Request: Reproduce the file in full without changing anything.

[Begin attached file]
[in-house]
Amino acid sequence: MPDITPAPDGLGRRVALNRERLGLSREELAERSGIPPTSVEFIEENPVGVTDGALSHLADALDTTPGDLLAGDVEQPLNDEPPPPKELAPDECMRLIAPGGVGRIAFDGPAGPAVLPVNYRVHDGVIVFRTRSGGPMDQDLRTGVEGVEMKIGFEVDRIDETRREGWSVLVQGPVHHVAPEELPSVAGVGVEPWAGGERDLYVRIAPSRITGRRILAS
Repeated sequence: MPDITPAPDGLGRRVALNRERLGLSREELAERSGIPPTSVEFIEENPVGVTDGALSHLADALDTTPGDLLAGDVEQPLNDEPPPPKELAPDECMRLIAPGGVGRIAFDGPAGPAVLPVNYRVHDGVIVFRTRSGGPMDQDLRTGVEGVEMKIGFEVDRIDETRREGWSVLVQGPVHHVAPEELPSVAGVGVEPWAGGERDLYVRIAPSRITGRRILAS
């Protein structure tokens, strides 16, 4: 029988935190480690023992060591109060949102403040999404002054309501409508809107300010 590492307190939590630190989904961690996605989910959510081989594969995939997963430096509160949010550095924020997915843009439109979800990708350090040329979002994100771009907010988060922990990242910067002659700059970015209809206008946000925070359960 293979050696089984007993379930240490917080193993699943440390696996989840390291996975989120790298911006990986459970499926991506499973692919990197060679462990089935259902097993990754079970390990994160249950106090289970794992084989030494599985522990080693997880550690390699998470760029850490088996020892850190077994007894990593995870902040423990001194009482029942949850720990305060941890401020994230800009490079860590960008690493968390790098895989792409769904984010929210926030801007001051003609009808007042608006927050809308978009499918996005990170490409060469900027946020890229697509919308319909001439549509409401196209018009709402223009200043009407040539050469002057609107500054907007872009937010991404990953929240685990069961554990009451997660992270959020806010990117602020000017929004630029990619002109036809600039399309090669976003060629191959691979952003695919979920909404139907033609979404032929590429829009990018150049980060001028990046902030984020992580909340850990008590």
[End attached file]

[in-house]
Amino acid sequence: MPDITPAPDGLGRRVALNRERLGLSREELAERSGIPPTSVEFIEENPVGVTDGALSHLADALDTTPGDLLAGDVEQPLNDEPPPPKELAPDECMRLIAPGGVGRIAFDGPAGPAVLPVNYRVHDGVIVFRTRSGGPMDQDLRTGVEGVEMKIGFEVDRIDETRREGWSVLVQGPVHHVAPEELPSVAGVGVEPWAGGERDLYVRIAPSRITGRRILAS
Repeated sequence: MPDITPAPDGLGRRVALNRERLGLSREELAERSGIPPTSVEFIEENPVGVTDGALSHLADALDTTPGDLLAGDVEQPLNDEPPPPKELAPDECMRLIAPGGVGRIAFDGPAGPAVLPVNYRVHDGVIVFRTRSGGPMDQDLRTGVEGVEMKIGFEVDRIDETRREGWSVLVQGPVHHVAPEELPSVAGVGVEPWAGGERDLYVRIAPSRITGRRILAS
């Protein structure tokens, strides 16, 4: 029988935190480690023992060591109060949102403040999404002054309501409508809107300010 590492307190939590630190989904961690996605989910959510081989594969995939997963430096509160949010550095924020997915843009439109979800990708350090040329979002994100771009907010988060922990990242910067002659700059970015209809206008946000925070359960 293979050696089984007993379930240490917080193993699943440390696996989840390291996975989120790298911006990986459970499926991506499973692919990197060679462990089935259902097993990754079970390990994160249950106090289970794992084989030494599985522990080693997880550690390699998470760029850490088996020892850190077994007894990593995870902040423990001194009482029942949850720990305060941890401020994230800009490079860590960008690493968390790098895989792409769904984010929210926030801007001051003609009808007042608006927050809308978009499918996005990170490409060469900027946020890229697509919308319909001439549509409401196209018009709402223009200043009407040539050469002057609107500054907007872009937010991404990953929240685990069961554990009451997660992270959020806010990117602020000017929004630029990619002109036809600039399309090669976003060629191959691979952003695919979920909404139907033609979404032929590429829009990018150049980060001028990046902030984020992580909340850990008590």